The latest Personal Incomes and Outlays report showed that the Personal Consumption Expenditures (PCE) price index was only up 1.4% from the same quarter a year ago. Excluding food and energy, the PCE was up 1.5%.
Yesterday, I made this sure-fire prediction: “Consumers like falling prices but the Fed sure doesn’t. Expect to hear more ‘transitory‘ comments from Janet Yellen.” For details, please see Personal Income Flat in June, May Revised Lower: PCE Inflation Down Again.
Yellen did not chime in today, but Loretta Mester, president of the Cleveland Fed did.
Bloomberg reports Fed’s Mester Expects Inflation to Rebound From One-Time Factors
Federal Reserve Bank of Cleveland President Loretta Mester is keeping the faith that weak inflation will bounce back, even as she lowers her estimate for where unemployment begins to trigger higher prices.
“My suspicion is it’s the idiosyncratic factors, it’s transitory and that the factors pushing down inflation are going to dissipate over time,” Mester told reporters on Wednesday after delivering a speech to Ohio community bankers in Cincinnati. “I still have a forecast for a gradual increase in inflation back to 2 percent over time.”
The Fed’s preferred inflation measure was 1.5 percent in the 12 months through June, after stripping out food and energy components, still below its 2 percent target.
How Long Has This Been Goin On?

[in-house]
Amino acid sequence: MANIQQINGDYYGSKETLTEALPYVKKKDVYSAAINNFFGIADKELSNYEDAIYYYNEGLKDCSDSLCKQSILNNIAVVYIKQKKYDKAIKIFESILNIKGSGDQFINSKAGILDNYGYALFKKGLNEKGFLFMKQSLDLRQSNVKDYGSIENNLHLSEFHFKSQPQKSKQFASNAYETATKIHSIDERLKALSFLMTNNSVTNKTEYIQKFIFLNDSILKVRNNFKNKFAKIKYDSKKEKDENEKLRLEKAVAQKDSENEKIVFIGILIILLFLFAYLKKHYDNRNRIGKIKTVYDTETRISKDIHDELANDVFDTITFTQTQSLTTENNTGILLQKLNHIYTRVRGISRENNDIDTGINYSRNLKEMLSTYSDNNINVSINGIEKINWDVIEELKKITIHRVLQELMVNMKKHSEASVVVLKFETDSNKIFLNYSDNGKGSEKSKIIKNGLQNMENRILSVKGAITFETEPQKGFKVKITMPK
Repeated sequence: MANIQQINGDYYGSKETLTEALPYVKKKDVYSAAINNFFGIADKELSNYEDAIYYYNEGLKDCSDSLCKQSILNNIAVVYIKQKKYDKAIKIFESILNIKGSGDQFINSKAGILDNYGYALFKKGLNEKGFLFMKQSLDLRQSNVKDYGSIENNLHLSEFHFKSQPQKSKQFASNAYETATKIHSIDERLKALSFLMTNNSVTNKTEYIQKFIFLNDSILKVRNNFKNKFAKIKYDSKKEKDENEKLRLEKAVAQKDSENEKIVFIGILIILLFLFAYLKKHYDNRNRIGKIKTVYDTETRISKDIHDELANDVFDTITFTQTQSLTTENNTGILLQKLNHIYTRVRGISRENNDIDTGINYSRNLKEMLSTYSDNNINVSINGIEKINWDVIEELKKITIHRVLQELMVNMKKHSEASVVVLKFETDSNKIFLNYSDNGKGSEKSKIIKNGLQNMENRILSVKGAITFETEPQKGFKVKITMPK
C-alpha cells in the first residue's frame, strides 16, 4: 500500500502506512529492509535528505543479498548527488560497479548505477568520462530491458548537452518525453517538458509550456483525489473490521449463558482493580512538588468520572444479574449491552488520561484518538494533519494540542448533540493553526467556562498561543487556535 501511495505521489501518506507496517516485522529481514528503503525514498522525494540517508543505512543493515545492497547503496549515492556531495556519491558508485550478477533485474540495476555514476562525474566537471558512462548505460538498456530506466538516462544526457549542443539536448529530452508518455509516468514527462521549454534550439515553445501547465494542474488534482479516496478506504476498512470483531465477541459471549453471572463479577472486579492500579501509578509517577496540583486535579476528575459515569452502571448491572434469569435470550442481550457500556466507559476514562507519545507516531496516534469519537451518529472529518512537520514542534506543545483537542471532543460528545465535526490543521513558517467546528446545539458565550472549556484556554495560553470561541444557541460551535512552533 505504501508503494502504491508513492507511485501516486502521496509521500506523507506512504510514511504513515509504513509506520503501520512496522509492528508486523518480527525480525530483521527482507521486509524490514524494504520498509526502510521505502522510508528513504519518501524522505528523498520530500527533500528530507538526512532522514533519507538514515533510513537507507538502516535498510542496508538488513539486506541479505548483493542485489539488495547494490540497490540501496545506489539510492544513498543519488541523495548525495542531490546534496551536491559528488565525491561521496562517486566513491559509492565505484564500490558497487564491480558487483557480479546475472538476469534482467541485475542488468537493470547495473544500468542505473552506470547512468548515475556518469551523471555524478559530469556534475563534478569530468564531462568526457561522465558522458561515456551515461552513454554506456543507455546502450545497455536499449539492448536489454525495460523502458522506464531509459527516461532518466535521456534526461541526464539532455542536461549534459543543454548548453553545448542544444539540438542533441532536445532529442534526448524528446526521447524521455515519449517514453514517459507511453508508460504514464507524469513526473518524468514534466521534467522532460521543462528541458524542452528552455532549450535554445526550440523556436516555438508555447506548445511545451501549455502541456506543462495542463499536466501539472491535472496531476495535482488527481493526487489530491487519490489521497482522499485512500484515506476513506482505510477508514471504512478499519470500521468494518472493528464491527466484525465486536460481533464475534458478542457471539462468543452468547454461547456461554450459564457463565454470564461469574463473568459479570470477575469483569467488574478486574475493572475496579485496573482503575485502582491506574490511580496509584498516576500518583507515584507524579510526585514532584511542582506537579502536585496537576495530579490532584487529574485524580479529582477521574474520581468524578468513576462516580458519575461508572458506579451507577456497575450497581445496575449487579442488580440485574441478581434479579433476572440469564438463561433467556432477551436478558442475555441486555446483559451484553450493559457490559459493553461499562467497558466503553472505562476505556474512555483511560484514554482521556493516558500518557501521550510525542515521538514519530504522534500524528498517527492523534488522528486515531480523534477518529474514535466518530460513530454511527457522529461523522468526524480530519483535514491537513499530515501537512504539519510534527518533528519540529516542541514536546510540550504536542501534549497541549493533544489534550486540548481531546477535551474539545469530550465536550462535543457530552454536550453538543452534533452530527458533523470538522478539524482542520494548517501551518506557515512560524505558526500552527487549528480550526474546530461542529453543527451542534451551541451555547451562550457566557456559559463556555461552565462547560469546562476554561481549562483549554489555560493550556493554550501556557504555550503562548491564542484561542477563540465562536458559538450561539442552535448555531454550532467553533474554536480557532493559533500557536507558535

Inquiring minds may be wondering how long these transitory factors have been going on. I can help.
Here is a chart of the Fed’s preferred inflation index, PCE excluding food and energy, since 1992.
The Fed hit its inflation target precisely one time in the last 9 years.
I happen to have a musical tribute.
One Time Factors
The new definition of transitory is on the order of 9 years. And in regards to “one-time” factors, it seems Mester needs to study the above chart carefully.
The Fed would also be advised to study asset inflation because they sure blew another bubble.
Economic Challenge to Keynesians
Of all the widely believed but patently false economic beliefs is the absurd notion that falling consumer prices are bad for the economy and something must be done about them.
I have commented on this many times and have been vindicated not only by sound economic theory but also by actual historical examples.
- My article Deflation Bonanza! (And the Fool’s Mission to Stop It) has a good synopsis.
- My Challenge to Keynesians “Prove Rising Prices Provide an Overall Economic Benefit” has gone unanswered.
There is no answer because history and logic both show that concerns over consumer price deflation are seriously misplaced.
BIS Deflation Study
The BIS did a historical study and found routine deflation was not any problem at all.
“Deflation may actually boost output. Lower prices increase real incomes and wealth. And they may also make export goods more competitive,” stated the study.
It’s asset bubble deflation that is damaging. When asset bubbles burst, debt deflation results.
Central banks’ seriously misguided attempts to defeat routine consumer price deflation is what fuels the destructive asset bubbles that eventually collapse.
For a discussion of the BIS study, please see Historical Perspective on CPI Deflations: How Damaging are They?
- Secular Disinflationary Trend Hits New Highs: Deflation on Deck? What’s That Mean for Gold?
- Steen Jakobsen on the Next 30 Years: “Everything is Deflationary”
- Bogus Fed Research Claim: “Gold Standard Didn’t Really Tame Inflation”
Finally, please consider my 38 slide powerpoint Venture Alliance Presentation on trends in sentiment, asset bubbles, and gold.
Mike “Mish” Shedlock